But when I raised the question of how the strike would impact the reforms’ progress, department officials reminded us that the strike isn’t the first thing costing students with special needs lots of instructional time. The week of instruction missed due to Hurricane Sandy is also playing a role.

Part of the meeting was also spent discussing the criticism that a group of schools had raised about the way the city was funding schools to carry out the special education reforms. The council discussed the changes that were made to the funding rules after GothamSchools first brought the schools’ concerns to light.

But while the department’s adjustments mean schools won’t see massive midyear cuts because of the funding change, officials announced on Thursday night that they could still lose money because of the breakdown in teacher evaluation talks between the Department of Education and the teachers union.

The breakdown will cost the city $250 million in state funds, which will place additional strain on the special education reform efforts and make things even more difficult for students with disabilities.

First Person

I mentor students demoralized about not having a vote. Here’s their plan for getting civically involved before turning 18

Students in the Minds Matter program.

Every Monday night during the school year, I spend time with two wonderful young women. They’re high-achieving high school sophomores from low-income families whose success would be certain if they grew up in a more affluent ZIP code.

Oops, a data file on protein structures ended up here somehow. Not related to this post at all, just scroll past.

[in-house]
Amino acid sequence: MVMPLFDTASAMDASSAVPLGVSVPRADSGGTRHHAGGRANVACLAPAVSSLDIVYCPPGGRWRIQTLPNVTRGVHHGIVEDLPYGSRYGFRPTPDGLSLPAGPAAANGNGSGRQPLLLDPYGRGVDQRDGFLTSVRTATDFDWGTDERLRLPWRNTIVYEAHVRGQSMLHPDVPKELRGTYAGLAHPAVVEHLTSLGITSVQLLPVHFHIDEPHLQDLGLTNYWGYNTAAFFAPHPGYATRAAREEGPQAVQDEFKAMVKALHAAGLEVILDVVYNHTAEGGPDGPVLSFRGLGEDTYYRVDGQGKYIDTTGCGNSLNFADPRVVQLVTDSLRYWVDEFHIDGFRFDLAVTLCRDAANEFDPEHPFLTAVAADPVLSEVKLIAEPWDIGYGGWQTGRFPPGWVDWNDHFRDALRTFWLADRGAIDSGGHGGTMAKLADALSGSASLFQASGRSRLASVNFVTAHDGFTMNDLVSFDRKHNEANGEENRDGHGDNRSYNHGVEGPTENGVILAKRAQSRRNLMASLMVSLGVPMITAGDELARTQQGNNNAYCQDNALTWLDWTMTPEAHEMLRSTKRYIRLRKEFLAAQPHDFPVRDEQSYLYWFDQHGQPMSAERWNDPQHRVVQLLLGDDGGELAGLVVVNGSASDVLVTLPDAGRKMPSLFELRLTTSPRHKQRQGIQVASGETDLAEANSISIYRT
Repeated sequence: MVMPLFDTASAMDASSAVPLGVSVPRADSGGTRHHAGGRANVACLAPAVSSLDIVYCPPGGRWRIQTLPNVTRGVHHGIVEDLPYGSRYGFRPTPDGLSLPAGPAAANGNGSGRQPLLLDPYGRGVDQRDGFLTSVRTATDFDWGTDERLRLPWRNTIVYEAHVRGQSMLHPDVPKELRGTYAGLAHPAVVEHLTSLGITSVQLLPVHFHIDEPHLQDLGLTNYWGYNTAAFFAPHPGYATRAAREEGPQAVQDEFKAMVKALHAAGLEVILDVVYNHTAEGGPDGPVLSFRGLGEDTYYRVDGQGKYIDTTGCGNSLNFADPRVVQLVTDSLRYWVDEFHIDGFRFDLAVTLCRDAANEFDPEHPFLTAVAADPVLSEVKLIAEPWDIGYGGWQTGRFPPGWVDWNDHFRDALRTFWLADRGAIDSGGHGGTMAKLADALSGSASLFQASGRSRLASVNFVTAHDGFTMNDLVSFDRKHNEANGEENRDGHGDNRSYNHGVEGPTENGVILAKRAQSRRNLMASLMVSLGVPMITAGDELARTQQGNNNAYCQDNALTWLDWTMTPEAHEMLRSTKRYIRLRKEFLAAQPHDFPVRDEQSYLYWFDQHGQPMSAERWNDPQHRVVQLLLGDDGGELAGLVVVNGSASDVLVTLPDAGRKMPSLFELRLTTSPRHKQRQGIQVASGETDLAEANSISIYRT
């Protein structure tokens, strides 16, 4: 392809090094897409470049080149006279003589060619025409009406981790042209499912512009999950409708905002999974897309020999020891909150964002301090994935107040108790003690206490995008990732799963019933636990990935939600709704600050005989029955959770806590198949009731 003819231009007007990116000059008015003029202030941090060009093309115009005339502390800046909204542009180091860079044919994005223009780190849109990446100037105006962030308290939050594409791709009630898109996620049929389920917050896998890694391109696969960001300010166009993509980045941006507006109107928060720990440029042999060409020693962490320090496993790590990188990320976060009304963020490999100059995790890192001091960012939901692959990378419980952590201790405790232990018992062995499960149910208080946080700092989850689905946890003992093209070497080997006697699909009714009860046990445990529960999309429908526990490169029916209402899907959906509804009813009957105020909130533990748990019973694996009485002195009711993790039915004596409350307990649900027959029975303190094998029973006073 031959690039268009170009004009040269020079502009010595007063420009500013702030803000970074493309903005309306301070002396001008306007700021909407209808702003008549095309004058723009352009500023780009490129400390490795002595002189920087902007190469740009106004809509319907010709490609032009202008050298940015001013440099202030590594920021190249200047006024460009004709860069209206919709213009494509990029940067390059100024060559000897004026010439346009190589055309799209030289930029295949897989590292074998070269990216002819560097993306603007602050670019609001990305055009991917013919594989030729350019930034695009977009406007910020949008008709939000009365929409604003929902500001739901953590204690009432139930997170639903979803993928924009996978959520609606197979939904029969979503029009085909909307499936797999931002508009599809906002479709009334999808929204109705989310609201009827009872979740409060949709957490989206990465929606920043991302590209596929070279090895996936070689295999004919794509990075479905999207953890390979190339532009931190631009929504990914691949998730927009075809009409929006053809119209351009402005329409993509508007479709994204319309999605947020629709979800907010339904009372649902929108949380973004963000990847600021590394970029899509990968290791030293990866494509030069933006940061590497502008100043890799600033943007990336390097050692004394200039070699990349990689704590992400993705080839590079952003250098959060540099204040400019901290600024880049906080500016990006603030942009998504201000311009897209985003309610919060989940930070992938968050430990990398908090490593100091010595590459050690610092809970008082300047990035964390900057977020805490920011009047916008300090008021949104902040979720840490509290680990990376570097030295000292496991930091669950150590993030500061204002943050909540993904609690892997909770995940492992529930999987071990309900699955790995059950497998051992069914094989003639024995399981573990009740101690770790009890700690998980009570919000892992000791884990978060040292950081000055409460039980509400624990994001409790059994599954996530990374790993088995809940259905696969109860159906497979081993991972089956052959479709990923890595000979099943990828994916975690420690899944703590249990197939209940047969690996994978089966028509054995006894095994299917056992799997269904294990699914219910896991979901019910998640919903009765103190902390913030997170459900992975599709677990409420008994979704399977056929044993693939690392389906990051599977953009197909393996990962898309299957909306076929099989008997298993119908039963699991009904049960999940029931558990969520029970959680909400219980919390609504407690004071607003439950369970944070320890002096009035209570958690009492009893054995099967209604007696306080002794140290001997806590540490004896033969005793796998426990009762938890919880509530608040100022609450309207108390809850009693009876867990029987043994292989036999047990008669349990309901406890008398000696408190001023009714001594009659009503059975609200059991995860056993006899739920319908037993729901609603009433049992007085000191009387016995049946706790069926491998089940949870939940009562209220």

Along with a team of other mentors, I help the students improve their writing and communication skills to help them prepare for a successful college career. That’s what I’m prepared to do.

I was less prepared for what they brought to our meeting last week, the first time we met under the tenure of a new president. They talked about feeling the consequences of the national political shift, though at 15, they knew it would be years before they could cast a ballot of their own. “We feel left out of a system that affects us too,” they said.

So our task that night became to expand our ideas about what participation in the American political system really means.

Here are five ideas we came up with, designed to help high schoolers do just that.

1. Meet elected officials. Meeting state senators and representatives during their campaigns is often the easiest way to make contact. Attend a coffee event, a party meeting, or a fundraiser where students can introduce themselves and talk about their concerns. Encourage them to be more than just another face in the crowd.

There are plenty of young, local elected officials to learn from. Dominick Moreno, a prominent Senate Democrat on the state of Colorado’s powerful Joint Budget Committee, got his start running for class president as a high school sophomore. Still only 32, he has already served in the House of Representatives and as mayor pro tem of a Denver suburb.

2. Volunteer on a campaign. This is the best opportunity for students to get an inside look at the political process and can help them establish lasting relationships with real people working in politics.